The first e-mail technology conference, held in San Francisco last month, aimed to explore such issues as using e-mail as a marketing channel and as a productivity platform, but it ended up bogged down talking about spam.
Its understandable that, like the Inbox event before it, the conference had a hard time getting beyond the issue of unsolicited and unwanted e-mail. After all, the unresolved problem of spam is a threat to the overall stability of e-mail as a communication channel. Nevertheless, eWEEK Labs experience at ETC showed that IT managers clearly should start looking for new ways to use e-mail and messaging to combat spam.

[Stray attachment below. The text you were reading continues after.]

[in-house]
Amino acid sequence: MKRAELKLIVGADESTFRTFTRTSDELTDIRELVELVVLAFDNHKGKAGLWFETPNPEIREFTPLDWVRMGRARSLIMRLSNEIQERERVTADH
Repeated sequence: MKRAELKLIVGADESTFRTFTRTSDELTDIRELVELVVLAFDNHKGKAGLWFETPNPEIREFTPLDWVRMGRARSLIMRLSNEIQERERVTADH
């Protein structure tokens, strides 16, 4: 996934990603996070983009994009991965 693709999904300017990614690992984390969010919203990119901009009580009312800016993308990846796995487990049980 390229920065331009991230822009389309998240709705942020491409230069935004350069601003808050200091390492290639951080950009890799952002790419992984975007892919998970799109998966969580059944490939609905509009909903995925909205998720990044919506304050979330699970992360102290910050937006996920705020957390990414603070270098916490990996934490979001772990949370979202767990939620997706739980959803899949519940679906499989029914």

It is important to note that during the same week ETC convened, there was an announcement that the niche conference had been sold to the sponsors of the newly minted Inbox e-mail conferences. (For eWEEK Labs look at Inbox, go to www.eWEEK.com/labslinks.)
Although controlling spam and addressing new ways to use e-mail are growing concerns, we believe there isnt a great enough diversity of technologies, products or services to support two niche shows. We expect to see only one such show next year and hope that it will combine the best of Inbox and ETC.